Losing weight isn't easy for most of us, and neither is keeping it lost – not least because a process called adaptive thermogenesis kicks in, which means our body goes into a power-saving mode because less energy is supplied through food.

In a new study involving mice, researchers think they've found a hormone-signaling pathway that might help. Signaling pathways are like biochemical chain reactions in the body, with particular triggers (such as drugs) leading to effects (such as weight loss).

In this case, the hormone growth differentiation factor 15 (GDF15) stopped mice from automatically lowering their energy use when they ate less, speeding up another metabolic process in their muscles.

"We have discovered that in mice, GDF15 blocks the slowing of metabolism that occurs during dieting by ramping up calcium futile cycling in muscle," says Gregory Steinberg, a medical scientist at McMaster University in Canada.

Previous research has established that GDF15 and its associated receptor GFRAL impact the amount of food mice will eat. Now researchers think it could help keep weight off in the longer term and help with dieting in the first place.

There's still a lot more work to do to analyze the mechanisms in play in this pathway and how they lead to the results shown here. Research also needs to show that GDF15 works the same way in humans, of course – but these early results are promising.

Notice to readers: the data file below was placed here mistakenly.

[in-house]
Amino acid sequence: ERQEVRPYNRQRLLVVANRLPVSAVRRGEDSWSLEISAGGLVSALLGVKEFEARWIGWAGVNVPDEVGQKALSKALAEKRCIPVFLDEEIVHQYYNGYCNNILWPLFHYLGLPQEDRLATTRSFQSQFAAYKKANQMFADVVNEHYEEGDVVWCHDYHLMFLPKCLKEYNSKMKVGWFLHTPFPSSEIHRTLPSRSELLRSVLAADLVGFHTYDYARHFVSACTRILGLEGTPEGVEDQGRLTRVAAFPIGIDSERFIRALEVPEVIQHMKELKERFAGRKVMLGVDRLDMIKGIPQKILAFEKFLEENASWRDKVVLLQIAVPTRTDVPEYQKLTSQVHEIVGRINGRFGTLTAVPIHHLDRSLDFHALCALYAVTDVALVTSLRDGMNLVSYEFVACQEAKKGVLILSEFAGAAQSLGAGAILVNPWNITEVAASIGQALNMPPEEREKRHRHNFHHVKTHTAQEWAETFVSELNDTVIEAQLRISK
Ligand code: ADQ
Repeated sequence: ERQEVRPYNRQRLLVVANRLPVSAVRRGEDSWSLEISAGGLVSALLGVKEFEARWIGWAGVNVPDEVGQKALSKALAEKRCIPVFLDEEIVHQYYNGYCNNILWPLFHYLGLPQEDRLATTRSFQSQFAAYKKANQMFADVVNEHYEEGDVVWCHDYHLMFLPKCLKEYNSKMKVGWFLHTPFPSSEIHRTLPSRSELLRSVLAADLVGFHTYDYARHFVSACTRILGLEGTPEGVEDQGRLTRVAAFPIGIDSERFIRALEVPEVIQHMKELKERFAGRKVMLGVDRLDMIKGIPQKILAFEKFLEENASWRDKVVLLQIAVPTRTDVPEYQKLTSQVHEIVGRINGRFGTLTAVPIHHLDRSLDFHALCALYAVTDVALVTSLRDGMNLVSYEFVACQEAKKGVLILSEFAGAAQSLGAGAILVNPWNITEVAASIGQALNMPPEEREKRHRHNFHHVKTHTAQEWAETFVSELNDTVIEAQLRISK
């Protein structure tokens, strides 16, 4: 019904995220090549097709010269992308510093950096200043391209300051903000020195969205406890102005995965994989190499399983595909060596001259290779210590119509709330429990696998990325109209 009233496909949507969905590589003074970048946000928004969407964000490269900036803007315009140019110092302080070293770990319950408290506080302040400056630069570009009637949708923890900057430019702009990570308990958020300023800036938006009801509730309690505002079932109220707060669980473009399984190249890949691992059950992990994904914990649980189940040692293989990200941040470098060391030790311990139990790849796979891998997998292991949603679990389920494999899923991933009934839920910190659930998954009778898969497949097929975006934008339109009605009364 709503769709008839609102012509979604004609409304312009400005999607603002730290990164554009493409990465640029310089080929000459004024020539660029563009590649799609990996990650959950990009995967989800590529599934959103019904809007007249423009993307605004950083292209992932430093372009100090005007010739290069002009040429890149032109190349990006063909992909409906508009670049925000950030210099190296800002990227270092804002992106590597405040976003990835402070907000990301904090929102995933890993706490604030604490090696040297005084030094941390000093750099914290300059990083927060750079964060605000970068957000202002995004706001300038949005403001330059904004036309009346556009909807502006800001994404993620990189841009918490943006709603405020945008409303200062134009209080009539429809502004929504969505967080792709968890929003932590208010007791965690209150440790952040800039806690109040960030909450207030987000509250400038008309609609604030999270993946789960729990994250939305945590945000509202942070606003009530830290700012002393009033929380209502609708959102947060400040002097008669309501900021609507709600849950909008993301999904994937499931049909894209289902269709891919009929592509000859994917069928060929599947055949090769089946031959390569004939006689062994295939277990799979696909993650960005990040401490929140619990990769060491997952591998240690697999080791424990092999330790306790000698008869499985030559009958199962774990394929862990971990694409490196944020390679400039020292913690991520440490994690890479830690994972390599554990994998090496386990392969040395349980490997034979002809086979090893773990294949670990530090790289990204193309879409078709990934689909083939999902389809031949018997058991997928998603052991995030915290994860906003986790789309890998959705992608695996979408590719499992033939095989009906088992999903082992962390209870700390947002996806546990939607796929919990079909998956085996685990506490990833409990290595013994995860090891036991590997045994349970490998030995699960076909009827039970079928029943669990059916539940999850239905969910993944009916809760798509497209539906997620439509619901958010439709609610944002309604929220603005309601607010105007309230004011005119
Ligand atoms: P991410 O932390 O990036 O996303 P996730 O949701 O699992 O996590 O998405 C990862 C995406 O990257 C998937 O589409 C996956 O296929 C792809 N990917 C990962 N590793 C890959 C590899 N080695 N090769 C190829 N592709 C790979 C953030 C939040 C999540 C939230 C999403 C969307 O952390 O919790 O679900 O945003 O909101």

With obesity now thought to be affecting nearly 1 billion people worldwide by 2030 – contributing to other issues such as type 2 diabetes – it's clear that new strategies are needed to get more of the planet's population down to a healthy weight.

"Our study highlights the potential of the hormone GDF15 to not only reduce the desire to eat fatty foods but also simultaneously boost energy burning in muscle," says Steinberg.

Potentially, GDF15 could be used in combination with existing drugs to create appetite-suppressing treatments that are more effective or that are helpful to people that haven't found much success with conventional approaches to dieting.

Scientists still don't fully understand why dieting works for some of us and not for others. There are many contributing factors involved, both in terms of the individual person and the individual diet; an improved knowledge of signaling pathways, like the one outlined here, should help answer some of the outstanding questions.

GDF15 is produced naturally by the body, especially in the liver and kidneys, and we know that its production also surges during pregnancy – the hormone has been linked to morning sickness. Future research will have to investigate potential side effects and the potential benefits of any related treatments.

"Future studies investigating the linkages between GDF15–GFRAL signaling, muscle calcium cycling, and energy expenditure in humans before and after weight loss will be important to further establish the therapeutic potential of this pathway in adaptive thermogenesis," write the researchers in their published paper.

The research has been published in Nature.